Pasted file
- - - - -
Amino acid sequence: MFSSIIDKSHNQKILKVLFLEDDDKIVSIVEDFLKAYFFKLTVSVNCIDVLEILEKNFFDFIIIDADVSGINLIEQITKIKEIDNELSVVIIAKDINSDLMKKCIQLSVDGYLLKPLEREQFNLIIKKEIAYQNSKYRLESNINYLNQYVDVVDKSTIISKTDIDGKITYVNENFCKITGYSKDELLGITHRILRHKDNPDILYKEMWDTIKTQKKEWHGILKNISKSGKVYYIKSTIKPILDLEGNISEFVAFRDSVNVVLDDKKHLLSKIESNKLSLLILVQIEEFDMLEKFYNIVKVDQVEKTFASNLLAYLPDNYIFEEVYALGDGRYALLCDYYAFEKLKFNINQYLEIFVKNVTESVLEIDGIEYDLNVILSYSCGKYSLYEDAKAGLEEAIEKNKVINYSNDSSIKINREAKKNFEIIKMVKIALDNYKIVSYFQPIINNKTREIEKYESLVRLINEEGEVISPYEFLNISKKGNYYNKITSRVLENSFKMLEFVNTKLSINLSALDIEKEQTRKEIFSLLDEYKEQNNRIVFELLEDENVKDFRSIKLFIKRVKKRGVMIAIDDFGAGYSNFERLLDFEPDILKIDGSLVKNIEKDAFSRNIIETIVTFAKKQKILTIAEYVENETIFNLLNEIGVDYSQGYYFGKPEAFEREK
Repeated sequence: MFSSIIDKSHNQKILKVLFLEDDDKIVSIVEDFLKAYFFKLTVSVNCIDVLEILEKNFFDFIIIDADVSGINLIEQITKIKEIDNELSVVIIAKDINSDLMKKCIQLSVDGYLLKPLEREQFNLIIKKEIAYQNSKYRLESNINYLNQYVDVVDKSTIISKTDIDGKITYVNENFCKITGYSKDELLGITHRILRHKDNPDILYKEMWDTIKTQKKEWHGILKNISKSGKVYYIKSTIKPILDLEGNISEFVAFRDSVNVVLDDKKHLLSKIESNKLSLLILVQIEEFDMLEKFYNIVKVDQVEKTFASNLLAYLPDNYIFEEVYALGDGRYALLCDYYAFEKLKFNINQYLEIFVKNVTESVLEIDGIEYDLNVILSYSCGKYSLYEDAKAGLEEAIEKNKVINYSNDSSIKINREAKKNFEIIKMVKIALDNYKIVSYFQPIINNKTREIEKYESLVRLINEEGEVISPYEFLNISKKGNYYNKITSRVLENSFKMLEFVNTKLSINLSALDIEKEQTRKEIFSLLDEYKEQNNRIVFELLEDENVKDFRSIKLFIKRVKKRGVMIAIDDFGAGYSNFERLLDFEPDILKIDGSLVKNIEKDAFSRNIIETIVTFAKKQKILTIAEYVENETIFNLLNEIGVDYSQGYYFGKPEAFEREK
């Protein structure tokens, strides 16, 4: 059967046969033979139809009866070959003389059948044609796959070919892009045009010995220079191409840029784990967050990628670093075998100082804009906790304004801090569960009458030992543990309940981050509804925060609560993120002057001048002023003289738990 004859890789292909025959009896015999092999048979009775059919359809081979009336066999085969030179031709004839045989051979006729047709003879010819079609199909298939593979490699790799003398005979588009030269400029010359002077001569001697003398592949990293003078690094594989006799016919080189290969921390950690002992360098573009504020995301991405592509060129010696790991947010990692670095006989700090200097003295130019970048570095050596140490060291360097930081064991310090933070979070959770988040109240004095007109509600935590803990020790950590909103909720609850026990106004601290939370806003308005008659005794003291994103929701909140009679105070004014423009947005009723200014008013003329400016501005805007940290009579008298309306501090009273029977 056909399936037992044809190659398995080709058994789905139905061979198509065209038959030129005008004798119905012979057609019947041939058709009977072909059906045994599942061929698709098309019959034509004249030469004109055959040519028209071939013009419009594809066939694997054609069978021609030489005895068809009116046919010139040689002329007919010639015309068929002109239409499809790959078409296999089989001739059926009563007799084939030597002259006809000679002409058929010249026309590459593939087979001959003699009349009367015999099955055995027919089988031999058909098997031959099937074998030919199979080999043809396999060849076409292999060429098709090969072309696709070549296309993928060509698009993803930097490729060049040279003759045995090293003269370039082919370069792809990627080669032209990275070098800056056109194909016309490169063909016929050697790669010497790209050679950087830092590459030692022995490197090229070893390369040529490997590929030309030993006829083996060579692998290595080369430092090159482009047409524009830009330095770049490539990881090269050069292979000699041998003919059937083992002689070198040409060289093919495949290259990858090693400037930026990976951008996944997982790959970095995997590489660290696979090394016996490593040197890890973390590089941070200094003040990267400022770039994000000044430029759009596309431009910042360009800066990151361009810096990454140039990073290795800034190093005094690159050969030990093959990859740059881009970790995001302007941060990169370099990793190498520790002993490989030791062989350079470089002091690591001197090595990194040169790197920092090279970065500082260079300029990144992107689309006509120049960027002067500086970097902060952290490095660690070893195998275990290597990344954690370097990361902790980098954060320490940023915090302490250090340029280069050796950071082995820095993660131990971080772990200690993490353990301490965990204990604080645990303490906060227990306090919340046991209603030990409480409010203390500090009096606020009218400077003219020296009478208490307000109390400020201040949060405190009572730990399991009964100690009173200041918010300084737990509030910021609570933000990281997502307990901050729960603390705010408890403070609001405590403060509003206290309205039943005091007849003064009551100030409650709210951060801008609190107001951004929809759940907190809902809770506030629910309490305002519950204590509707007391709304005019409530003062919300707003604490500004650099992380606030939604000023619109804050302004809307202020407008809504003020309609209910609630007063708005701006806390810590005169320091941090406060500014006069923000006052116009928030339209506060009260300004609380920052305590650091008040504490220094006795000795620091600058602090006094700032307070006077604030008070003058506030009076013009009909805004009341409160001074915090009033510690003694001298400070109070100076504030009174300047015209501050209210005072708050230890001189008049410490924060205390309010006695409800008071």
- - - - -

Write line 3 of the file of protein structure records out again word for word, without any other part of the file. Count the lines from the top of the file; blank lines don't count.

């Protein structure tokens, strides 16, 4: 059967046969033979139809009866070959003389059948044609796959070919892009045009010995220079191409840029784990967050990628670093075998100082804009906790304004801090569960009458030992543990309940981050509804925060609560993120002057001048002023003289738990 004859890789292909025959009896015999092999048979009775059919359809081979009336066999085969030179031709004839045989051979006729047709003879010819079609199909298939593979490699790799003398005979588009030269400029010359002077001569001697003398592949990293003078690094594989006799016919080189290969921390950690002992360098573009504020995301991405592509060129010696790991947010990692670095006989700090200097003295130019970048570095050596140490060291360097930081064991310090933070979070959770988040109240004095007109509600935590803990020790950590909103909720609850026990106004601290939370806003308005008659005794003291994103929701909140009679105070004014423009947005009723200014008013003329400016501005805007940290009579008298309306501090009273029977 056909399936037992044809190659398995080709058994789905139905061979198509065209038959030129005008004798119905012979057609019947041939058709009977072909059906045994599942061929698709098309019959034509004249030469004109055959040519028209071939013009419009594809066939694997054609069978021609030489005895068809009116046919010139040689002329007919010639015309068929002109239409499809790959078409296999089989001739059926009563007799084939030597002259006809000679002409058929010249026309590459593939087979001959003699009349009367015999099955055995027919089988031999058909098997031959099937074998030919199979080999043809396999060849076409292999060429098709090969072309696709070549296309993928060509698009993803930097490729060049040279003759045995090293003269370039082919370069792809990627080669032209990275070098800056056109194909016309490169063909016929050697790669010497790209050679950087830092590459030692022995490197090229070893390369040529490997590929030309030993006829083996060579692998290595080369430092090159482009047409524009830009330095770049490539990881090269050069292979000699041998003919059937083992002689070198040409060289093919495949290259990858090693400037930026990976951008996944997982790959970095995997590489660290696979090394016996490593040197890890973390590089941070200094003040990267400022770039994000000044430029759009596309431009910042360009800066990151361009810096990454140039990073290795800034190093005094690159050969030990093959990859740059881009970790995001302007941060990169370099990793190498520790002993490989030791062989350079470089002091690591001197090595990194040169790197920092090279970065500082260079300029990144992107689309006509120049960027002067500086970097902060952290490095660690070893195998275990290597990344954690370097990361902790980098954060320490940023915090302490250090340029280069050796950071082995820095993660131990971080772990200690993490353990301490965990204990604080645990303490906060227990306090919340046991209603030990409480409010203390500090009096606020009218400077003219020296009478208490307000109390400020201040949060405190009572730990399991009964100690009173200041918010300084737990509030910021609570933000990281997502307990901050729960603390705010408890403070609001405590403060509003206290309205039943005091007849003064009551100030409650709210951060801008609190107001951004929809759940907190809902809770506030629910309490305002519950204590509707007391709304005019409530003062919300707003604490500004650099992380606030939604000023619109804050302004809307202020407008809504003020309609209910609630007063708005701006806390810590005169320091941090406060500014006069923000006052116009928030339209506060009260300004609380920052305590650091008040504490220094006795000795620091600058602090006094700032307070006077604030008070003058506030009076013009009909805004009341409160001074915090009033510690003694001298400070109070100076504030009174300047015209501050209210005072708050230890001189008049410490924060205390309010006695409800008071």